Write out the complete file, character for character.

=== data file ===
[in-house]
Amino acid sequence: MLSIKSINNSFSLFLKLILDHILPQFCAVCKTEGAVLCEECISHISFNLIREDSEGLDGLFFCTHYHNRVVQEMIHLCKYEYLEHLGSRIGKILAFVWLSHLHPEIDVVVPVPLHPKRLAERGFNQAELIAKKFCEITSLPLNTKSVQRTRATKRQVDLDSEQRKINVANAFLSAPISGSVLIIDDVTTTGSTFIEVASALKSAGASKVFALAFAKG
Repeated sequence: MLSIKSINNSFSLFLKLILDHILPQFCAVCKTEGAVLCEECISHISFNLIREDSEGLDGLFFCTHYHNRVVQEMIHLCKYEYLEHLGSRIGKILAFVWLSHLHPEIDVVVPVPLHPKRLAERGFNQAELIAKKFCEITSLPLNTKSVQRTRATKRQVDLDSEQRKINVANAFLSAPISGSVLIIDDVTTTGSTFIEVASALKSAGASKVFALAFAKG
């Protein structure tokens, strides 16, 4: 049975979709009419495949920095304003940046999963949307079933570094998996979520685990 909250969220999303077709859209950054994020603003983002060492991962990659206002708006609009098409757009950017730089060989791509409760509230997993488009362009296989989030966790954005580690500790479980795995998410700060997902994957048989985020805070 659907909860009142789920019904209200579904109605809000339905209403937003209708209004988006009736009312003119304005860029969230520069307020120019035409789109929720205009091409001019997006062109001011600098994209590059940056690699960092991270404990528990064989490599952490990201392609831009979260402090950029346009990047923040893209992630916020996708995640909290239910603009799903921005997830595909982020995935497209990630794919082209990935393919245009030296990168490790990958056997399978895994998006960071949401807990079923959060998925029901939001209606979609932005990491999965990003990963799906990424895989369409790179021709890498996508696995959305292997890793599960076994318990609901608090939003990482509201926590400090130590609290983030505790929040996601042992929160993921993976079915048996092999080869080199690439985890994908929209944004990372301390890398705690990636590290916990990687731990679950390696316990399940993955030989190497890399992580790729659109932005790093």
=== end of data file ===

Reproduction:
[in-house]
Amino acid sequence: MLSIKSINNSFSLFLKLILDHILPQFCAVCKTEGAVLCEECISHISFNLIREDSEGLDGLFFCTHYHNRVVQEMIHLCKYEYLEHLGSRIGKILAFVWLSHLHPEIDVVVPVPLHPKRLAERGFNQAELIAKKFCEITSLPLNTKSVQRTRATKRQVDLDSEQRKINVANAFLSAPISGSVLIIDDVTTTGSTFIEVASALKSAGASKVFALAFAKG
Repeated sequence: MLSIKSINNSFSLFLKLILDHILPQFCAVCKTEGAVLCEECISHISFNLIREDSEGLDGLFFCTHYHNRVVQEMIHLCKYEYLEHLGSRIGKILAFVWLSHLHPEIDVVVPVPLHPKRLAERGFNQAELIAKKFCEITSLPLNTKSVQRTRATKRQVDLDSEQRKINVANAFLSAPISGSVLIIDDVTTTGSTFIEVASALKSAGASKVFALAFAKG
């Protein structure tokens, strides 16, 4: 049975979709009419495949920095304003940046999963949307079933570094998996979520685990 909250969220999303077709859209950054994020603003983002060492991962990659206002708006609009098409757009950017730089060989791509409760509230997993488009362009296989989030966790954005580690500790479980795995998410700060997902994957048989985020805070 659907909860009142789920019904209200579904109605809000339905209403937003209708209004988006009736009312003119304005860029969230520069307020120019035409789109929720205009091409001019997006062109001011600098994209590059940056690699960092991270404990528990064989490599952490990201392609831009979260402090950029346009990047923040893209992630916020996708995640909290239910603009799903921005997830595909982020995935497209990630794919082209990935393919245009030296990168490790990958056997399978895994998006960071949401807990079923959060998925029901939001209606979609932005990491999965990003990963799906990424895989369409790179021709890498996508696995959305292997890793599960076994318990609901608090939003990482509201926590400090130590609290983030505790929040996601042992929160993921993976079915048996092999080869080199690439985890994908929209944004990372301390890398705690990636590290916990990687731990679950390696316990399940993955030989190497890399992580790729659109932005790093």